The International Residual Mechanism for Criminal Tribunals is to have two branches, one for the ICTY and one in Arusha for the ICTR. Each branch will have one trial court, and they will share a common appeals chamber. The ICTY branch only comes into effect in 2013, so the ICTR will pave the way with respect to the transition.
According to "transitional arrangements" annexed to Resolution 1966, the ICTY and ICTR "shall have competence to complete all trial or referral proceedings which are pending with them as at the commencement date of the respective branch of the Mechanism", i.e. July 1 for the ICTR branch. The ICTR now has only three cases remaining before the trial courts, with judgments expected in March in two of them (Nzabonimana and Nizeyimana). That leaves the case of former Planning Minister Augustin Ngirabatware, who is still presenting his defence witnesses. As for referrals, the ICTR is currently examining requests to have three individuals transferred to Rwanda for trial.
The ICTR will also have competence to conduct and complete all appeals for which notice is filed before July 1. That means it should see through at least the nine cases currently pending. These involve 19 individuals including top former military and political figures, and could thus be lengthy.
So what will the ICTR branch of the Mechanism do? With an initial four-year mandate, one of its main tasks will be to get the nine indicted persons who are still on the run arrested, and to try them, or refer them to national jurisdictions. The most wanted fugitives are alleged financier of the genocide Félicien Kabuga, former Defence Minister Augustin Bizimana and former Presidential Guard commander Protais Mpiranya. Some sources claim that Bizimana and Mpiranya are dead, although the ICTR Prosecutor denies this. The other six fugitives are seen as smaller fry and are to be referred to national jurisdictions if possible, should they be captured.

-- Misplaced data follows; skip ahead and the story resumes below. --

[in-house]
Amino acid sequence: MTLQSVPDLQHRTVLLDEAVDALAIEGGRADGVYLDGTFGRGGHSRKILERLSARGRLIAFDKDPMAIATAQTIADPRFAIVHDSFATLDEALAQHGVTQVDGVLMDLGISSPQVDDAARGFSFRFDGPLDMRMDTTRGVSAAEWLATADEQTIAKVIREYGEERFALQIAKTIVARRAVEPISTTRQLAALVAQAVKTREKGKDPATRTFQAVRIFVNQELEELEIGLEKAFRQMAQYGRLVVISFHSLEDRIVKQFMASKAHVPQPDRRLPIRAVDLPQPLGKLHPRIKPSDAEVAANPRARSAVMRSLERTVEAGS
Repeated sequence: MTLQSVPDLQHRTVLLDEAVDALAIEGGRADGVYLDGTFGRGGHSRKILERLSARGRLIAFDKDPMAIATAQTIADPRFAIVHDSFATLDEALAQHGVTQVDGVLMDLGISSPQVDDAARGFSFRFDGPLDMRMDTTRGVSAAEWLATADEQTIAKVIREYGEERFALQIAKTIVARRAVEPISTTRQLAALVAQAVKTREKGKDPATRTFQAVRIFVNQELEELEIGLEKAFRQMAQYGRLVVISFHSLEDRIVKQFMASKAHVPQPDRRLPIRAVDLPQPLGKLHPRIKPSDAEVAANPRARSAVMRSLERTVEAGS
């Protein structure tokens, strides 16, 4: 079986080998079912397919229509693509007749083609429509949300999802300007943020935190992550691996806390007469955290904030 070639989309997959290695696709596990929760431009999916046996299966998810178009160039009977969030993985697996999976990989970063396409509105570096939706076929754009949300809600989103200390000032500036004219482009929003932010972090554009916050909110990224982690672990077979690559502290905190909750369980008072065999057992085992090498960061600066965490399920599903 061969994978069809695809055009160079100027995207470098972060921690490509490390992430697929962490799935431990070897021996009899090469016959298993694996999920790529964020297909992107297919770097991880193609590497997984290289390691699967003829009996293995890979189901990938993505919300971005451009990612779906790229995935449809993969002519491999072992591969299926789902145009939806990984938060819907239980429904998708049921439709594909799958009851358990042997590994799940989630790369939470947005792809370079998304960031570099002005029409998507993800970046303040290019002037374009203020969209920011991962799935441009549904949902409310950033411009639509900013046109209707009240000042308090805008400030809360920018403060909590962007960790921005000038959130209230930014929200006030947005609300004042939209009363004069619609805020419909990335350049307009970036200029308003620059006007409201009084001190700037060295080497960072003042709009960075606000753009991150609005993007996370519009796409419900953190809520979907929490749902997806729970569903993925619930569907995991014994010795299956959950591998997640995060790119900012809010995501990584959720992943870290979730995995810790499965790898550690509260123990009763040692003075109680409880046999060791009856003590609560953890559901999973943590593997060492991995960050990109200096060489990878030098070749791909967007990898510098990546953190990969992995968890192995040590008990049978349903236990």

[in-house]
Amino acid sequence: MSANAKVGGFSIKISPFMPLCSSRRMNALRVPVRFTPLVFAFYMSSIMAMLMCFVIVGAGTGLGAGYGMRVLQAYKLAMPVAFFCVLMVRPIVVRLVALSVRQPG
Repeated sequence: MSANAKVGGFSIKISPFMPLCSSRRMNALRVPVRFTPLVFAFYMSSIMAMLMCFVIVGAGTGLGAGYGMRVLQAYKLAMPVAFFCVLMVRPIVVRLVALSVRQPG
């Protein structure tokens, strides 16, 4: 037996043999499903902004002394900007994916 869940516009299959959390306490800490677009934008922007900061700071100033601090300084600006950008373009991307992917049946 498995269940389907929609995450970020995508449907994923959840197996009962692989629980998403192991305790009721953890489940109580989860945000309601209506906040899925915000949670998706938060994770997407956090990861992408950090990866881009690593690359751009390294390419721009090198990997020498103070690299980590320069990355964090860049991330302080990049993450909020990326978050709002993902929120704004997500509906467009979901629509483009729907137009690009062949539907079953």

The Mechanism will handle appeals related to any first instance trials it may conduct. "But if no one is arrested, it may not try anyone," comments an ICTR defence lawyer. "How is it going to arrest indictees that the ICTR has not managed to catch for nearly 20 years? Do we really need a new UN structure to do so little?" The Mechanism is not empowered to issue any new indictments, except for contempt of court or false testimony.
The Mechanism will, however, also have other responsibilities, including protection of victims and witnesses; enforcement of sentences (imprisonment and acquittals); handling of requests for pardon or commutation of sentences; and management of the Tribunal archives. It is also to monitor cases referred to national courts by the ICTR, "with the assistance of international and regional organisations and bodies".
UN Resolution 1966 says that "in view of the substantially reduced nature of the residual functions, the international residual mechanism should be a small, temporary and efficient structure, whose functions and size will diminish over time, with a small number of staff commensurate with its reduced functions". No doubt for this reason, the Resolution provides that President, Judges, Prosecutor and Registrar of the Mechanism may also hold the same office at the ICTY or ICTR during the transitional phase. The Mechanism (both branches) has a pool of 25 non-permanent judges (apart from the President), elected by the UN General Assembly in December 2011. They will not be required to go to Arusha except in cases of necessity and at the request of the President. ICTR Registrar Adama Dieng said in February that the Arusha branch of the Mechanism will start with no more than 50 staff.
In January, UN Secretary-General Ban Ki-Moon appointed the ICTY Registrar, John Hocking of Australia, to be also the Registrar of the Residual Mechanism. Hocking is visiting the ICTR in Arusha this week as part of efforts to ensure a smooth transition between the ICTR and the Residual Mechanism.
© Hirondelle News Agency